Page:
The Information just proved that it's worth the $400 price of admission. On display in an interview with Y Combinator cofounder Paul Graham is the clearest picture of Silicon Valley's unacknowledged sexism to ever find its way in print.
Updates below with comment from Paul Graham and The Information founder Jessica Lessin.
Let me preface this by saying that before Graham's comments about founders with "strong foreign accents," he always struck me as affable enough, if a little cranky on occasion. When I worked at Inc. magazine, I fact-checked a profile of him and he came across every bit as smart and supportive of his portfolio companies as the article advertised. Even after digging in his heels about that foreign founder bias, I still felt my stomach drop reading the statements about discrimination in this interview with Eric P. Newcomer.
Given a chance to defend himself and Y Combinator—an accelerator often credited alongside Stanford as a gravitational force in the startup ecosystem—Graham instead exposed hidden assumptions about women and technology shared by Silicon Valley's priesthood. Emphasis mine:
Does YC discriminate against female founders?
I'm almost certain that we don't discriminate against female founders because I would know from looking at the ones we missed. [...]
The problem with that is I think, at least with technology companies, the people who are really good technology founders have a genuine deep interest in technology. In fact, I've heard startups say that they did not like to hire people who had only started programming when they became CS majors in college.
If someone was going to be really good at programming they would have found it on their own. Then if you go look at the bios of successful founders this is invariably the case, they were all hacking on computers at age 13. What that means is the problem is 10 years upstream of us. If we really wanted to fix this problem, what we would have to do is not encourage women to start startups now.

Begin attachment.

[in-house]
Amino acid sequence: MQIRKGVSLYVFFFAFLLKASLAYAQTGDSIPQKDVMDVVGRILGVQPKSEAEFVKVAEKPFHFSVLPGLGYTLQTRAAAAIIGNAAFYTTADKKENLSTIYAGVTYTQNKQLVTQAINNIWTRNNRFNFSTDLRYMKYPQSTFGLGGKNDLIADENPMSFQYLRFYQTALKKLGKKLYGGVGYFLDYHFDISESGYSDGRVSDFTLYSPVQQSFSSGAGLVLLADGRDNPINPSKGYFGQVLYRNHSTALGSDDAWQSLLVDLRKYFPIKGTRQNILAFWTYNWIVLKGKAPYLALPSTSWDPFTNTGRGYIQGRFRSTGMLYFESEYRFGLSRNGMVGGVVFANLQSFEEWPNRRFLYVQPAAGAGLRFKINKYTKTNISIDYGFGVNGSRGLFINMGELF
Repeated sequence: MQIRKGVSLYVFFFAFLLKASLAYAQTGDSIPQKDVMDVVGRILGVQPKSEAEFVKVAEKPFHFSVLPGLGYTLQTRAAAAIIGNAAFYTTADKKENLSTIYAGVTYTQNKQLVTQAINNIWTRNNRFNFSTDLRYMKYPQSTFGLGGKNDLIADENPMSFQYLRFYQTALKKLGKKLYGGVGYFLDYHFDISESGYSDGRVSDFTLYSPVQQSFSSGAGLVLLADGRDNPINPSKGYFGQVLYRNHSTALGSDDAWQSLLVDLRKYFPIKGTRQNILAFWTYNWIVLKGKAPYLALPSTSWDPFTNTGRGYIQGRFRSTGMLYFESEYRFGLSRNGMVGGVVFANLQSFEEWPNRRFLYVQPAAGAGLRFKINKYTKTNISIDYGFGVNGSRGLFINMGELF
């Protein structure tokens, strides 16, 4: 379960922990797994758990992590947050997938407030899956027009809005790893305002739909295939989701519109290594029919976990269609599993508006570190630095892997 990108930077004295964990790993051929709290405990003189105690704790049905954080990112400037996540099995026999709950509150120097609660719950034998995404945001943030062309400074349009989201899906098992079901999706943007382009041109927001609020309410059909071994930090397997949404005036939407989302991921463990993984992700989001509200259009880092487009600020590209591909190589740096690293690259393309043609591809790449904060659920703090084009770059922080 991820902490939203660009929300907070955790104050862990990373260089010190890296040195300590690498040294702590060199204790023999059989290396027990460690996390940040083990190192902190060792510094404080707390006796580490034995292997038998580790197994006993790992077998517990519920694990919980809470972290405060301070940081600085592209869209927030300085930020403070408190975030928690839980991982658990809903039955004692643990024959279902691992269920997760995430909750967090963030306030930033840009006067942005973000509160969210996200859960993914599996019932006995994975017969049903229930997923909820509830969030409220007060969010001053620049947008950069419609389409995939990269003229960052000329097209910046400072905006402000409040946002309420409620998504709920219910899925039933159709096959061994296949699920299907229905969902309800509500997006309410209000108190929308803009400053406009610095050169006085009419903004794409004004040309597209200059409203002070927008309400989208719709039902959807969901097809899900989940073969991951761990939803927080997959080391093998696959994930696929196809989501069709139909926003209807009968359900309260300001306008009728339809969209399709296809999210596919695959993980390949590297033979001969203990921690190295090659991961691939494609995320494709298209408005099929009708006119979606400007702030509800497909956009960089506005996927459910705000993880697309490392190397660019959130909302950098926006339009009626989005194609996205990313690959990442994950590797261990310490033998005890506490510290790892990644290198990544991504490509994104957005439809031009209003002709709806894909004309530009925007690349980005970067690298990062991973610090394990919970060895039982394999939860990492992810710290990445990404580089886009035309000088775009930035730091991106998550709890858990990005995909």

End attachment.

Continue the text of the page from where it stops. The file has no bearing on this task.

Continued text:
It's already too late. What we should be doing is somehow changing the middle school computer science curriculum or something like that. God knows what you would do to get 13 year old girls interested in computers. I would have to stop and think about that.
Okay. Deep breaths. Still with me? Graham makes clear in this interview that people who do not fit into the archetype of the precocious programmer are routinely dismissed as unworthy. That archetype, of course, is usually attached to a penis. No wonder Graham once said he can be "tricked by anyone who looks like Mark Zuckerberg." If you're a female engineer who found her interest in STEM education squashed early in life by gender norms, but had the guts to try again later, your cred as a coder is questionable. If you've been programming for the past 10 years, rip off your invisibility cloak because Graham has never seen the likes of you. That must be why Graham's wife Jessica Livingston, who cofounded Y Combinator and has been instrumental from the beginning, is the institution's "secret weapon."
Then comes the real twist of the knife. Here is a hacker hero—the figurehead behind Hacker News!—and he has no clue how to get girls to care about tech. Because using and building and enjoying and obsessing over technology is just that anathema to their biological nature—even as apps become the new teenage pastime. No, interest in technology must be a special trait attached to the Y chromosome.
Those beliefs inform the observations he shared when The Information pressed for more details:
How can you tell whether you are discriminating against women?
You can tell what the pool of potential startup founders looks like. There's a bunch of ways you can do it. You can go on Google and search for audience photos of PyCon, for example, which is this big Python conference.
That's a self-selected group of people. Anybody who wants to apply can go to that thing. They're not discriminating for or against anyone. If you want to see what a cross section of programmers looks like, just go look at that or any other conference, doesn't have to be PyCon specifically. [...]
We can't make women look at the world through hacker eyes and start Facebook because they haven't been hacking for the past 10 years. [...] [Update below]
It used to be that all startups were mostly technology companies. Now you have things like the Gilt Groupe where they're really retailers, and that's what they have to be good at because the technology is more commoditized. [...]
It's a combination of startups moving into different domains, that whole software eating the world thing, and infrastructure being more available so you don't have to be such a hardcore nerd even to start a startup, like you used to have to be.